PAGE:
So who was really behind the Sony hack? And does it really matter?
We've certainly seen some amazing ups and downs in our efforts to answer the first question. Initially, everyone fixated on the previously unknown, Anonymous-like hacker group Guardians of Peace, which took credit for the hack. Then the media began speculating that the hack had something to do with the movie The Interview. Since the movie involved the assassination of North Korea's leader, Kim Jong Un, the suspicion arose that North Korea was the real culprit. There was a backlash against this suggestion, with many experts explaining why North Korea's involvement was unlikely. Ira was in this camp.
From there, things got really interesting. The hackers seemed to latch onto the media speculation, demanding that Sony not release The Interview, even threatening 9/11-style attacks against theater-goers. Theater owners panicked and refused to book the movie. Sony capitulated and canceled the Dec. 25 release. Then came another backlash, and in the name of patriotism, Sony put the movie out, mostly in smaller, independent theaters, as well as online.
Meanwhile, the U.S. government expressed confidence that North Korea was responsible for the attacks. The media reaction to that was to seek out computer security experts who would argue that the government was wrong.
Analysts at security consulting firm Norse, having performed independent research on some of the compromised data and looked at hacker message boards, came up with their own theory: that a former Sony employee provided information to former Lulzsec members, thus enabling the attacks. Norse noted that the malware used in the attacks included insider credentials. It also contended that North Korea would not act so childishly and would not have deployed the same command-and-control structure it had used in the past.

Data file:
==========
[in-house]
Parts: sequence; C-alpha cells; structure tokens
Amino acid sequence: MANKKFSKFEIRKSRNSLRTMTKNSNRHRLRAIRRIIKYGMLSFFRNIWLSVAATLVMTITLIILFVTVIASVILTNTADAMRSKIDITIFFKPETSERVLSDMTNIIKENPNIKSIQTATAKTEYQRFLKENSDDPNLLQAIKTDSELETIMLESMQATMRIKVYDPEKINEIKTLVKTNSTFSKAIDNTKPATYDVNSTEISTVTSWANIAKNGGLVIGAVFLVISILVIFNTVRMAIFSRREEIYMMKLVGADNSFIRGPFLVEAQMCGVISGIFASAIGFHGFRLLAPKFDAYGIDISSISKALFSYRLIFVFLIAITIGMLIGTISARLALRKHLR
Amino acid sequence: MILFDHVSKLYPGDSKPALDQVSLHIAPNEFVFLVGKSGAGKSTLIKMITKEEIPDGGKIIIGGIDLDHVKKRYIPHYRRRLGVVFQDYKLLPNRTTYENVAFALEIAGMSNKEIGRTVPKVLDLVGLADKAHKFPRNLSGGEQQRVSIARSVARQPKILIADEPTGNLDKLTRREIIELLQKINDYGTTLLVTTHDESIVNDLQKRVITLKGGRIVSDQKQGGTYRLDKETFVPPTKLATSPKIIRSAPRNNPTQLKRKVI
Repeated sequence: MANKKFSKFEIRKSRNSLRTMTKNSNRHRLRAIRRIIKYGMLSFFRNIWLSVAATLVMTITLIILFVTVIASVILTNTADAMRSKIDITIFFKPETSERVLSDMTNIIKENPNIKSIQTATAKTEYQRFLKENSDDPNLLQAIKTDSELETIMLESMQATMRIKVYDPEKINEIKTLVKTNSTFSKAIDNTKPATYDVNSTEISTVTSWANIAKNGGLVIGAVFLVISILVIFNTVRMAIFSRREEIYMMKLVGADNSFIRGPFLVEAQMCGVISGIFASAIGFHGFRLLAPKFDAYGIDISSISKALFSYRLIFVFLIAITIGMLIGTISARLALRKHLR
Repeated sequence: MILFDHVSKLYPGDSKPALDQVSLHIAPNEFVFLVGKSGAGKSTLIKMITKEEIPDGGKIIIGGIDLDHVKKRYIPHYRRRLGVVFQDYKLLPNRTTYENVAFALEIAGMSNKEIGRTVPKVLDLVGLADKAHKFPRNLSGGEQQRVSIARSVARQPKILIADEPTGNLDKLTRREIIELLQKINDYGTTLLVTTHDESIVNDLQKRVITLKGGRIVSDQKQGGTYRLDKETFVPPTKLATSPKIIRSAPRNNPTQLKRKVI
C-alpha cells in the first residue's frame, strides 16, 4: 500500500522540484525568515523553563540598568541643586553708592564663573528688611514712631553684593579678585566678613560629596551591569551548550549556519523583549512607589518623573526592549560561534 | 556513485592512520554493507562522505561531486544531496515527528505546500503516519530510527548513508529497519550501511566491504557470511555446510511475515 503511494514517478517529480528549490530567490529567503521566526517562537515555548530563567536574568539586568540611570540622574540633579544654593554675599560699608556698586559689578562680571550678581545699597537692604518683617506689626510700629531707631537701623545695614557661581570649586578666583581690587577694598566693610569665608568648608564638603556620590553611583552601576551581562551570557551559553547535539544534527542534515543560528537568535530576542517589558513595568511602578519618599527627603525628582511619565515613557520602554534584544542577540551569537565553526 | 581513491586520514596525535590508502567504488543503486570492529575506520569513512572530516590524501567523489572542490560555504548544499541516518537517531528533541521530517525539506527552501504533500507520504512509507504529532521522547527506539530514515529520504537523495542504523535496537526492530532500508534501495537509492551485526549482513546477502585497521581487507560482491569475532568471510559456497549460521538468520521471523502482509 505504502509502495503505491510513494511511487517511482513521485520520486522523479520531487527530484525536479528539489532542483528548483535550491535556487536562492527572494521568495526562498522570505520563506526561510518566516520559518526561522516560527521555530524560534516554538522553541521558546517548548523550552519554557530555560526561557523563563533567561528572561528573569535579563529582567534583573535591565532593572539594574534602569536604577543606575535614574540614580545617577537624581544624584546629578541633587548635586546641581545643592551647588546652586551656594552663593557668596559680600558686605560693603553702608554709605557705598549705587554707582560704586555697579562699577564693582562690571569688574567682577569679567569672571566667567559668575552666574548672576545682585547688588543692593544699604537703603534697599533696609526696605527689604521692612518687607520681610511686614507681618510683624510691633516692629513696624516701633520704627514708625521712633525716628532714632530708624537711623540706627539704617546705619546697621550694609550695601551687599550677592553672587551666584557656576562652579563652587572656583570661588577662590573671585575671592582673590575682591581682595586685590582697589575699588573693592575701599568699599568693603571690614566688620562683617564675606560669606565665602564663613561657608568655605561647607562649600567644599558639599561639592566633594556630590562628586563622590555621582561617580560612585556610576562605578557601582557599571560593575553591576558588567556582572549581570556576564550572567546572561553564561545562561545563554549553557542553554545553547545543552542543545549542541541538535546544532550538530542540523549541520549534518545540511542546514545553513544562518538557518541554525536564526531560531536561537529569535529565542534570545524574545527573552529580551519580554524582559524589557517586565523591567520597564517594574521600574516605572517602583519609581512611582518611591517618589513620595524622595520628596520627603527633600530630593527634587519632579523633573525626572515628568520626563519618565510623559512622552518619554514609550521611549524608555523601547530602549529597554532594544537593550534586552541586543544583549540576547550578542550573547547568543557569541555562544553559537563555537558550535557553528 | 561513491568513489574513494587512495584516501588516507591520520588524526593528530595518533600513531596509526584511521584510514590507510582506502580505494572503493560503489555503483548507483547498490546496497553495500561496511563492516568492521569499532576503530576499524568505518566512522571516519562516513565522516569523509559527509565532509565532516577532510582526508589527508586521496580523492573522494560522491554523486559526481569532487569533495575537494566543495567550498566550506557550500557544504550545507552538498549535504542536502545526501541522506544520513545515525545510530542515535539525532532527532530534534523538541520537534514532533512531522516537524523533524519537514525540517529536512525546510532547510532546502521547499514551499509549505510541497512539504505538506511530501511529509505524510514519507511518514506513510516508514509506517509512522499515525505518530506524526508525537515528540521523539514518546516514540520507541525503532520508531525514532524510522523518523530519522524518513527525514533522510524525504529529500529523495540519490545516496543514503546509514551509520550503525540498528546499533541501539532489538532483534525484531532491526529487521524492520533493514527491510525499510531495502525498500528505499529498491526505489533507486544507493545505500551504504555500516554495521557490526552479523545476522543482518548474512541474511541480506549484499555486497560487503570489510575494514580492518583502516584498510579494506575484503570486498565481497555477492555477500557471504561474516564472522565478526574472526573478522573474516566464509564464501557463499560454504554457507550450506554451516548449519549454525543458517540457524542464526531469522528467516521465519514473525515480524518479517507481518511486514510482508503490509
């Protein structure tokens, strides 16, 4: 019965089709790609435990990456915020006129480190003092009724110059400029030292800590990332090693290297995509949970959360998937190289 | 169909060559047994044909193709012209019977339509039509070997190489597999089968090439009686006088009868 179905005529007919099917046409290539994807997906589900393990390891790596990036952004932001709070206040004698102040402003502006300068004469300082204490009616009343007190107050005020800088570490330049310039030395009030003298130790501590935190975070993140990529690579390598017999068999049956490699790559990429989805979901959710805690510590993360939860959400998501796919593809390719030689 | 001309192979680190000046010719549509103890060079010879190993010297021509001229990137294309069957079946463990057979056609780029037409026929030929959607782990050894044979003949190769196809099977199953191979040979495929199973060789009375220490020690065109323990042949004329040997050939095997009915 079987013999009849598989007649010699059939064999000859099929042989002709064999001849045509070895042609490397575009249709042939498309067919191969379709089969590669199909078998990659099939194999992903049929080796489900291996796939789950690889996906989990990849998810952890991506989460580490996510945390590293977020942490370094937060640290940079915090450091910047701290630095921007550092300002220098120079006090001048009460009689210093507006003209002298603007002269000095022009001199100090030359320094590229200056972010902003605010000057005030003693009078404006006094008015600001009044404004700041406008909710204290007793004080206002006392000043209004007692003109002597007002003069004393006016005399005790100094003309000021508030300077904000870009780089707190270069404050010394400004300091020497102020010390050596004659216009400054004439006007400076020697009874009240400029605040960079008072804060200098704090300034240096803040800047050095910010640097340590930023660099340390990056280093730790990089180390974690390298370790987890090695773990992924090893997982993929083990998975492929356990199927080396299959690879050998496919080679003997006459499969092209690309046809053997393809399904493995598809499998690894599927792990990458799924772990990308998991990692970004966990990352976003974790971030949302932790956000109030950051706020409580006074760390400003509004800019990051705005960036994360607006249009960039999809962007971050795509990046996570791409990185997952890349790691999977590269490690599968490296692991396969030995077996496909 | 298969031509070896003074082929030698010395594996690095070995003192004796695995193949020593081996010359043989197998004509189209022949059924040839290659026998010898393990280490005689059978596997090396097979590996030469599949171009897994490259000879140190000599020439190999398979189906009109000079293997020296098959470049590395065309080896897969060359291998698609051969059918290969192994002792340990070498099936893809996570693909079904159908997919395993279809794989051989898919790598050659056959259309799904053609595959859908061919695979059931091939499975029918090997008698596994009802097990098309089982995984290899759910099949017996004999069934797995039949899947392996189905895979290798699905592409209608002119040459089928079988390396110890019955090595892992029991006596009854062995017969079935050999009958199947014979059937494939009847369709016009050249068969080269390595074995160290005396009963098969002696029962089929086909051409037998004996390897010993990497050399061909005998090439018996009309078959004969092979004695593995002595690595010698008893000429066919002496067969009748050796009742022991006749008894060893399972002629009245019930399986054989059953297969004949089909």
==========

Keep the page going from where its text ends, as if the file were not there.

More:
To be clear, it is possible that a laid-off, disgruntled employee sought out parties to exact revenge. That in no way means that this was the actual source of the attack in question. Sony, like all large organizations, is actively being targeted by many parties for many reasons.
The people second-guessing the U.S. government accusations essentially argued that it was more likely that the attackers were just malicious, if clever, script kiddies, and not representatives of an unpredictable, vindictive and destructive nation-state. In doing so, they completely discounted the fact that U.S. government has billions of dollars of surveillance technology, and that the National Security Agency over the past year has notoriously been accused of collecting and analyzing every bit of data in the universe.
After the new year, however, when President Obama announced sanctions against North Korea, the media generally got in line. It was clear that the U.S. government was confident enough in public and classified information to take action. We have also revised our early assessment, having recognized that the government wouldn't be so confident unless it had information that the rest of us aren't privy to. And having once worked at the NSA, he can well believe that's true.
But what about that second question: Is it important to know and understand your attacker? Yes, it is.
Then the question to ask is, How likely is it that an insider was involved? As various people, including the Norse analysts, have noted, the malware used in the Sony attack did have administrator credentials hardcoded into it. But that doesn't prove insider involvement.
A reasonably competent attacker can obtain insider credentials in a matter of hours. A skilled attacker can do it in less than an hour. But even minimally skilled attackers can launch spearphishing attacks, obtain low-level access into an organization, and then troll the network for elevated privileges. So the fact the Sony hackers had administrator credentials says little about the identity of the hackers, especially given that there were widespread vulnerabilities throughout the network, according to the leaked documents.
On the other hand, the malware did use the command-and-control infrastructure that was previously used by North Korea. The malware used in the attack was previously used in North Korean attacks. With the so-called Dark Seoul attack, North Korea did previously use destructive malware against South Korean financial organizations.
To some people, all of this argues against North Korean involvement. They figure that state-sponsored hackers wouldn't be so careless as to leave so many tracks that could allow for easy attribution. Well, if there is anything that we have learned in our combined four decades of investigating computer-related crimes, it's that you should never underestimate the stupidity of criminals.